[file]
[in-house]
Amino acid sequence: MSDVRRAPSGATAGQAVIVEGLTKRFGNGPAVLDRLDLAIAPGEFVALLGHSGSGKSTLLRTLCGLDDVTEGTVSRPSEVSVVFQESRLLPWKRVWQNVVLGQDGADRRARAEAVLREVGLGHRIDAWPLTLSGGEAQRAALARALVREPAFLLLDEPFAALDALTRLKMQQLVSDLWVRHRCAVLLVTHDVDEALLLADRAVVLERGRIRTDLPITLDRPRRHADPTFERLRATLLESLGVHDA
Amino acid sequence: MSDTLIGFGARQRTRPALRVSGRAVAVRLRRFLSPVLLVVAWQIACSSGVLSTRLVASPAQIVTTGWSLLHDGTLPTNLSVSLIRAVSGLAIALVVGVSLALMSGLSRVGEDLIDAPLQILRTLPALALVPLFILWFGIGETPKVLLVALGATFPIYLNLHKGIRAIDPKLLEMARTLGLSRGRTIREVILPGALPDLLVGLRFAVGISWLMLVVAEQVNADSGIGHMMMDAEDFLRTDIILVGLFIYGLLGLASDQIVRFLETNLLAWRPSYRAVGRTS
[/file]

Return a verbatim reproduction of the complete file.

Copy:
[in-house]
Amino acid sequence: MSDVRRAPSGATAGQAVIVEGLTKRFGNGPAVLDRLDLAIAPGEFVALLGHSGSGKSTLLRTLCGLDDVTEGTVSRPSEVSVVFQESRLLPWKRVWQNVVLGQDGADRRARAEAVLREVGLGHRIDAWPLTLSGGEAQRAALARALVREPAFLLLDEPFAALDALTRLKMQQLVSDLWVRHRCAVLLVTHDVDEALLLADRAVVLERGRIRTDLPITLDRPRRHADPTFERLRATLLESLGVHDA
Amino acid sequence: MSDTLIGFGARQRTRPALRVSGRAVAVRLRRFLSPVLLVVAWQIACSSGVLSTRLVASPAQIVTTGWSLLHDGTLPTNLSVSLIRAVSGLAIALVVGVSLALMSGLSRVGEDLIDAPLQILRTLPALALVPLFILWFGIGETPKVLLVALGATFPIYLNLHKGIRAIDPKLLEMARTLGLSRGRTIREVILPGALPDLLVGLRFAVGISWLMLVVAEQVNADSGIGHMMMDAEDFLRTDIILVGLFIYGLLGLASDQIVRFLETNLLAWRPSYRAVGRTS